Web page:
The Forest Fire
by Eric Andrews | March 24, 2008Print
Once upon a time, there was a forest. As it grew, the needles and branches would fall and build up on the forest floor. As there was no one to collect the wood, eventually lightning would strike, a fire would start, and the forest would be burned clean. The forest would blossom from the new light and fertile ashes, certain trees would open their cones and shed their seeds, and the whole process would start over again.
This can be said to be the �natural state� of the economy. In a very simple economy, economic cycles depend on the reality of successful harvests, richness of an ore vein during a given year, and the health and cooperation of the people in a very simple, decentralized sense.
After a while, the people realized that they could prosper by picking up the forest debris and using it. Some would burn it at home, some made ashes for fertilizer, some sold it to iron smelters and smiths in exchange for axes and tools. Although the use was inefficient and decentralized, it was free, allowing for full creativity in gathering, using, and delivering this resource to those who needed it, while the people made full gains of their successes and suffered the full loss of their failures.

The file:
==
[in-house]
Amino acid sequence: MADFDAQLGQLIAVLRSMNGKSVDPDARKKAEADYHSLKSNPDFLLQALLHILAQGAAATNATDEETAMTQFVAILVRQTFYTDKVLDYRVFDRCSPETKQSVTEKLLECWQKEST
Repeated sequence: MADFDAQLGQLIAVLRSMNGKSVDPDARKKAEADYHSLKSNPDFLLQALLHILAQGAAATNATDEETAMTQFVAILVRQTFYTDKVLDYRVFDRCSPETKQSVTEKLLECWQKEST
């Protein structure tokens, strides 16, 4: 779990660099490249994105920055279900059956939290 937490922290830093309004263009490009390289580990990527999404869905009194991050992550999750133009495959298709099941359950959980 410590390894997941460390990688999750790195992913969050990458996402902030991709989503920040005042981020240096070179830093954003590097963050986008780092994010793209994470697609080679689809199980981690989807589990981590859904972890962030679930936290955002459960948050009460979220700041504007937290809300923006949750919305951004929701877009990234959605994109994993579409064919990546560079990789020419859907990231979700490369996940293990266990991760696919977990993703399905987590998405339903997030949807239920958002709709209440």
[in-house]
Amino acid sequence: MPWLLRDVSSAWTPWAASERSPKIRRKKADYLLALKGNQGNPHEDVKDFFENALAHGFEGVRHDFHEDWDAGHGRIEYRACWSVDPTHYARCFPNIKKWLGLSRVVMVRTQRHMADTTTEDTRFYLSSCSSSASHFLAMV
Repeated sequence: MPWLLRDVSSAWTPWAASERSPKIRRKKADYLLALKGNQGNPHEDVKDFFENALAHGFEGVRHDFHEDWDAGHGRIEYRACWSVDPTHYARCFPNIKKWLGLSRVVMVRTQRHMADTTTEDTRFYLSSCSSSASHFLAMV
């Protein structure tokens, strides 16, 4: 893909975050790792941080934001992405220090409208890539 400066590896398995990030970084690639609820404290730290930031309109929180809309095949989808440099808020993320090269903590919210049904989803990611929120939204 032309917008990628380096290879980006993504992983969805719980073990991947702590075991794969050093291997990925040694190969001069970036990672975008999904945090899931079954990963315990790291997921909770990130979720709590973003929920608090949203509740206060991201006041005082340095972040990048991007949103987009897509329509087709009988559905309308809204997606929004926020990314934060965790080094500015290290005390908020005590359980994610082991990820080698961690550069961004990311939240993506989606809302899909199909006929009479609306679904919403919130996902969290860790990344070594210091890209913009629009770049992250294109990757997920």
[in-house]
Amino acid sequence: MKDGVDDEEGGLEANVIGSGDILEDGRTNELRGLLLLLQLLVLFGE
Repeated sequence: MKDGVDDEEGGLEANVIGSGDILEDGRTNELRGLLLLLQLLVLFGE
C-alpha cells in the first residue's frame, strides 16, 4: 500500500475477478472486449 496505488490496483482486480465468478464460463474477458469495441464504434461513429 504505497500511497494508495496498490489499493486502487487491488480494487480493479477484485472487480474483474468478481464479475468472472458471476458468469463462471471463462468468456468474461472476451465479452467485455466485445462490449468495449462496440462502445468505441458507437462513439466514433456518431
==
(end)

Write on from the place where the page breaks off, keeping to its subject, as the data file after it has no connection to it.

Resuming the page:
This could be said to be the raw capitalist system, with free trade, free innovation, and increasing prosperity where once there was only a wasteland of unused resources. The necessary converse of this is that there was also free failures, with no handouts and no bailouts.
As the prosperity surrounding the wood collection grew, so arose a group of people who didn't wish to collect, to make, and to transform society, but instead worked to steal the prosperity created by others for themselves. They tried many ways, but at last through a fork of violence and reasonable argument, were able to bargain themselves into a secure place of taxing the wood collectors in exchange for the providing of modest services such as the upkeep of collective roads and communication, as well as mutual protection.
This could be said to be the �mature� capitalist system with a sizable government overseeing it, such as has been prevalent from 1750 through 1900.
This worked fine for a while, but there was one problem: however much the overseers wanted to receive in taxation, they could never collect more than grew in the forest in the first place. From where else could the energy or resources arise except from the earth and its people? If they taxed the people more, the overall production suffered which was worse than if they taxed too little. Palaces could not be built, wars could not be fought, because doing either simply diverted a fixed supply of wood and of work. What to do?